How To Ignite Your Team

Back in my former corporate life, I took on a project in which I took nine hand-selected under-performing employees on a 12-week journey of self-discovery. By using a coaching and leadership process to engage disillusioned employees, I was able to re-ignite the team’s passion and self-belief so that they could go on and achieve huge successes.

But first, a little bit of background...

I had been in my role for over ten years and was feeling frustrated and undervalued because I knew my skills weren’t being fully used. I am generally outspoken, but during meetings, I kept quiet because I was bored. At other times I was capable of being disruptive just because I wanted to get some attention. I knew I had the skills and abilities to do much more, but the opportunity hadn’t presented itself. A new Senior Manager came on board, and I wanted to build a relationship with her because I believed she would be a breath of fresh air. She had all the skills and abilities needed; she had a good background and experience. I wanted to be part of her team and was excited about what I could learn from her. Learning and self-development are key drivers for me, and suddenly I had a manager I could learn from, who had a great track record and who had invested in her own personal development.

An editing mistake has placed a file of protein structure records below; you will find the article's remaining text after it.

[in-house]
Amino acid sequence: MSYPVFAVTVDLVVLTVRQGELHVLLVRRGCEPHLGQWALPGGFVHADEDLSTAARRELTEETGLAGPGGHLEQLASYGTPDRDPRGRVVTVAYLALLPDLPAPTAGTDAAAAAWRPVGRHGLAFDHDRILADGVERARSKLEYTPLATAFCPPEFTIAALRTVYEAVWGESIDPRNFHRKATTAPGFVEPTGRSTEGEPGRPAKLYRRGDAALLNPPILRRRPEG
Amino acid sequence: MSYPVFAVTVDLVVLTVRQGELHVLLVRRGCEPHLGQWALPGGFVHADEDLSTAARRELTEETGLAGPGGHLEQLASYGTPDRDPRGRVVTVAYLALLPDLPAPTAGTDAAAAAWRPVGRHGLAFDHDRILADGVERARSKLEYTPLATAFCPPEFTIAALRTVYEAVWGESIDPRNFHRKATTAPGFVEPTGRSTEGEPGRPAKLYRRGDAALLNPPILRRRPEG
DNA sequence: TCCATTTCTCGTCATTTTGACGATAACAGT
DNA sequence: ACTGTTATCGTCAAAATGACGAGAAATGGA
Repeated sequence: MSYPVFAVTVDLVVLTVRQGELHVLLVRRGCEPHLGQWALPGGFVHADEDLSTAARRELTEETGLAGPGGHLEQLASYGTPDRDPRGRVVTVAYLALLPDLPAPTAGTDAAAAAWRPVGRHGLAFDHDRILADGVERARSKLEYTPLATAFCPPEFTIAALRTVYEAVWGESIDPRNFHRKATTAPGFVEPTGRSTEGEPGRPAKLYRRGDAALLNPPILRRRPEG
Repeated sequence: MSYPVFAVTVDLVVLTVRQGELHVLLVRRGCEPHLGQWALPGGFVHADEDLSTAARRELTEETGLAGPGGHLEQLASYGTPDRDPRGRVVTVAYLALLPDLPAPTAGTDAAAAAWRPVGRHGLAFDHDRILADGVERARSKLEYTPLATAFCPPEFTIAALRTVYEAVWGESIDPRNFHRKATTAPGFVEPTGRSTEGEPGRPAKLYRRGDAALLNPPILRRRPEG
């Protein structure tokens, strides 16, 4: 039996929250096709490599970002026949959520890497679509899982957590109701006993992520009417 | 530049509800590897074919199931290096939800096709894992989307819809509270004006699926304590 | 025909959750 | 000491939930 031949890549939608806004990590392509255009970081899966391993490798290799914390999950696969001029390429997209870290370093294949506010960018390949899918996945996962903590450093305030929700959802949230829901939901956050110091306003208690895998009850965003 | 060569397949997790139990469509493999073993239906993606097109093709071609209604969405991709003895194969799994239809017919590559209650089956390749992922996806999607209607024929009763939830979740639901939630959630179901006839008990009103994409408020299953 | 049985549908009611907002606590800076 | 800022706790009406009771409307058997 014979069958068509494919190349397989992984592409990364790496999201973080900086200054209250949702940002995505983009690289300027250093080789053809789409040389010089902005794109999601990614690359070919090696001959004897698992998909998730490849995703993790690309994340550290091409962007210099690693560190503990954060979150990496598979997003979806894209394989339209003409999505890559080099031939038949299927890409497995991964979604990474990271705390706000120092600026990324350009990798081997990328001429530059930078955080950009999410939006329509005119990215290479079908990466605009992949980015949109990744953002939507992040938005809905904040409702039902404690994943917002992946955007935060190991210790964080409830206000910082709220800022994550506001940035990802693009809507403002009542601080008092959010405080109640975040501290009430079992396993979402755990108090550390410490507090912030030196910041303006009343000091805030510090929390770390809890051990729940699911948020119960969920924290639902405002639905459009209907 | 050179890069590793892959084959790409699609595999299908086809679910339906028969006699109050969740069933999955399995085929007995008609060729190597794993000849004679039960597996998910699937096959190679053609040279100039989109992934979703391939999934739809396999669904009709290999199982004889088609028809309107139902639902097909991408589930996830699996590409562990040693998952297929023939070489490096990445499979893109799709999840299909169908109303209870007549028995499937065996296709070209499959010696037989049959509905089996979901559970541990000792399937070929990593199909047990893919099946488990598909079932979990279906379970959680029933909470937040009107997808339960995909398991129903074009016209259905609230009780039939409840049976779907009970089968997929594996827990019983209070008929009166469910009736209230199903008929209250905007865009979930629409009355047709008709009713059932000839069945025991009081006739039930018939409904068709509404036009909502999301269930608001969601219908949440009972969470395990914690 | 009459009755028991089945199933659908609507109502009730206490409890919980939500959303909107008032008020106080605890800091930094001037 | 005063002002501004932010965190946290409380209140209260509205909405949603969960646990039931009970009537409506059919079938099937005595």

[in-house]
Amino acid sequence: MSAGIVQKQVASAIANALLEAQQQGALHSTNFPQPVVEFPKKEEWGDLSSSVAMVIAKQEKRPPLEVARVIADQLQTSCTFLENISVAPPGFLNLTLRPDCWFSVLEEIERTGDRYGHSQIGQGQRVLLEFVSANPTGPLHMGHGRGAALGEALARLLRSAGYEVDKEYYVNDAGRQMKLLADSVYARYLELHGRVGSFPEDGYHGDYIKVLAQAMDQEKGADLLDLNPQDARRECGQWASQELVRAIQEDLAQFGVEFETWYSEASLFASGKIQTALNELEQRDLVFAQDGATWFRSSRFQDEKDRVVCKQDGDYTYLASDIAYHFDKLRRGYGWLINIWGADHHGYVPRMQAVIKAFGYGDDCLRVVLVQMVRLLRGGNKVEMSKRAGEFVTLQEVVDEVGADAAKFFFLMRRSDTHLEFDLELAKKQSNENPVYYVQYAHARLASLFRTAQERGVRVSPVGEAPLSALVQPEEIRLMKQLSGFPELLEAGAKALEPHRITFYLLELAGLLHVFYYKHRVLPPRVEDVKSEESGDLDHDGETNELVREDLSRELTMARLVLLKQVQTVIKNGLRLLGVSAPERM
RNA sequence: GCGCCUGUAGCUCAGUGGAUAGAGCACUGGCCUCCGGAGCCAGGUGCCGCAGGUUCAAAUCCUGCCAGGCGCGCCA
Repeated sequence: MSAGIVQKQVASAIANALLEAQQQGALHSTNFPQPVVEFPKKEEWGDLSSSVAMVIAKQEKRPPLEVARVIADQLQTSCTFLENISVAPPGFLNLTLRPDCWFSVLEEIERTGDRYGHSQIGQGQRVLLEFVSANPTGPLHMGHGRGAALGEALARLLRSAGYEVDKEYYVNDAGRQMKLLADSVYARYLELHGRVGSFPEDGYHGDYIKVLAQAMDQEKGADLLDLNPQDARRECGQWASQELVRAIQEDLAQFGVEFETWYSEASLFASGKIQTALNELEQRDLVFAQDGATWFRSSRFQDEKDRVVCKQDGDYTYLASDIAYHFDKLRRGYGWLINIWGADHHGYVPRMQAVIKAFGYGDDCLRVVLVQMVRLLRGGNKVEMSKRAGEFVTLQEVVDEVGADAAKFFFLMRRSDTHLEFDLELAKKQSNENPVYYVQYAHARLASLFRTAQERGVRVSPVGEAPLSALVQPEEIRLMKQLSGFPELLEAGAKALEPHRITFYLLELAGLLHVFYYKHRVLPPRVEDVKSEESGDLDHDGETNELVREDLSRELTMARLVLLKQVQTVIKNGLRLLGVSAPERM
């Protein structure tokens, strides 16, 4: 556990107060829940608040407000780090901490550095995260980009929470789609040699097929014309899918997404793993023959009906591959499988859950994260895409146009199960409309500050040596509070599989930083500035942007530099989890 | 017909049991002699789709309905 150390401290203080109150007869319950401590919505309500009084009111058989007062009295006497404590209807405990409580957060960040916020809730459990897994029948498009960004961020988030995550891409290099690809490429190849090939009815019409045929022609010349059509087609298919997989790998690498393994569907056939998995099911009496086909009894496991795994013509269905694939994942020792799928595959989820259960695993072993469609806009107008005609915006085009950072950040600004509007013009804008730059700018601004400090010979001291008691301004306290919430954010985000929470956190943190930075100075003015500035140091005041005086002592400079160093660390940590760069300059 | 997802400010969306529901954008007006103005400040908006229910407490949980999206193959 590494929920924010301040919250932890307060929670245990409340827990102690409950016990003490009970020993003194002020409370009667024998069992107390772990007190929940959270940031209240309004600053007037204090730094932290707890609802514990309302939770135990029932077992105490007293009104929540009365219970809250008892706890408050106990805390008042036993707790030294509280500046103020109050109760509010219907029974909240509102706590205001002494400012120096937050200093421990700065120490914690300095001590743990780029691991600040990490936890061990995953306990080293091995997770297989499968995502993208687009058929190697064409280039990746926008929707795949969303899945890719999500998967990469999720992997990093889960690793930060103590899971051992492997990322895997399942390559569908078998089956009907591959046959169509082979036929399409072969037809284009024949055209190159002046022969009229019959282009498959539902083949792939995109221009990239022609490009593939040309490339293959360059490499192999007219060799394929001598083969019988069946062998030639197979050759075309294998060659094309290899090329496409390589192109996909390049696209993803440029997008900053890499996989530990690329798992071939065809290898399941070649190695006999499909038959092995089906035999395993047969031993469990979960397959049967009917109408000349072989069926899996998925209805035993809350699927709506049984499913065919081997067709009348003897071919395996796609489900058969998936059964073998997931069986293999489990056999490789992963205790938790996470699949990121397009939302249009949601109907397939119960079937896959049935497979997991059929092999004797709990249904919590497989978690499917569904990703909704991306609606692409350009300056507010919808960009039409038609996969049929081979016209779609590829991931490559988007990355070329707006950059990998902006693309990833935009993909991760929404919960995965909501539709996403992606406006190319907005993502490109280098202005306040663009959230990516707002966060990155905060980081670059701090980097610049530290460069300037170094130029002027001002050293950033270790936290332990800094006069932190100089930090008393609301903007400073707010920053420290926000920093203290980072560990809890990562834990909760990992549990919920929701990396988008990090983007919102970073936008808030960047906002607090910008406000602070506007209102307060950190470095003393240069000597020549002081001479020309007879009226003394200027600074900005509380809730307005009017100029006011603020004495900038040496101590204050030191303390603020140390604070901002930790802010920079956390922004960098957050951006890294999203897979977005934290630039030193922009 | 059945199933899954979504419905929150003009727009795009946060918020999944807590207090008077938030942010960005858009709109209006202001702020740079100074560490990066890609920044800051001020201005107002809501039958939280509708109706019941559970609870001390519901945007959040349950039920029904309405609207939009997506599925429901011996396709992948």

There was only one problem; I felt that she didn’t trust me.

I knew if I was going to get where I wanted to go, then I was going to have to change. There was one thing I could change that would be pivotal to my success, and that was to change my attitude. I needed to show my new boss the ‘brilliant me’. 

Within a few weeks, I had made some important changes, and it didn’t take long before I started to shine. My boss started to see the seed of potential growth, and the flower of engagement start to bloom. I came into work energised, enthusiastic and positive. I was forward-thinking, and I implemented action plans aimed at moving the team forward. 

As a result of my own new-found motivation, I discovered that the staff in my team were also becoming more motivated.